Figure 1. Number of EF-1, EF-2, EF-3, EF-4 and EF-5 tornadoes from 1950 to 2011. The total shown for 2011 is preliminary and uses unofficial numbers, but 2011 now ranks in 2nd place behind 1973. There is not a decades-long increasing trend in the numbers of tornadoes stronger than EF-0, implying that climate change, as yet, is not having a noticeable impact on U.S. tornadoes. Data provided by Harold Brooks, NOAA/National Severe Storms Laboratory.

If we look at changes in the strongest tornadoes--EF-1, EF-2, EF3, EF4, and EF-5 twisters, the ones most likely to have a reliable long-term detection rate, due to their destructive power--we see no sign of an increasing trend in recent decades (Figure 1), even if we include 2011. However, it is difficult to make solid conclusions on how tornadoes may be changing, since the quality of the historical tornado data set is so poor. This is largely due to the fact that we never directly measure a tornado's winds--a tornado has to run over a building before we can make an EF-scale strength estimate, based on the damage. As tornado researcher Chuck Doswell said in a 2007 paper, "I see no near-term solution to the problem of detecting detailed spatial and temporal trends in the occurrence of tornadoes by using the observed data in its current form or in any form likely to evolve in the near future." Major changes in the rating process occurred in the mid-1970s (when all tornadoes occurring prior to about 1975 were retrospectively rated),and again in 2001, when scientists began rating tornadoes lower because of engineering concerns and unintended consequences of National Weather Service policy changes. Also, beginning in 2007, NOAA switched from the F-scale to the EF-scale for rating tornado damage, causing additional problems with attempting to assess if tornadoes are changing over time.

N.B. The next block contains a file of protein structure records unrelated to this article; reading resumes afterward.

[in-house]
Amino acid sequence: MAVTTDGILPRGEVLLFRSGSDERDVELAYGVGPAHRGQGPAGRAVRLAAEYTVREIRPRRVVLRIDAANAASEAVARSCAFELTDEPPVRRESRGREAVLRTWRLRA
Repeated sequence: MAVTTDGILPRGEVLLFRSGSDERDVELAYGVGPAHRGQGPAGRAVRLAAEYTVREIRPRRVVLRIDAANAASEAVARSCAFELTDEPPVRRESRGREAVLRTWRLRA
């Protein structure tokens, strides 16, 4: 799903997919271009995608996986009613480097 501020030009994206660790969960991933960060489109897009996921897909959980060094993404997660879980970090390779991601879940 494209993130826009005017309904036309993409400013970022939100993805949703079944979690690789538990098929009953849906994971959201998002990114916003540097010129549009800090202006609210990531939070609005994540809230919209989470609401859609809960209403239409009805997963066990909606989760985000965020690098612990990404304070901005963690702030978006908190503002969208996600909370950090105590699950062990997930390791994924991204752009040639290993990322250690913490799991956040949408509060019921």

Figure 2. Thomas Hudson and the Portlight trailer in Harrisburg, Illinois.

Portlight disaster relief charity responding to the tornado disaster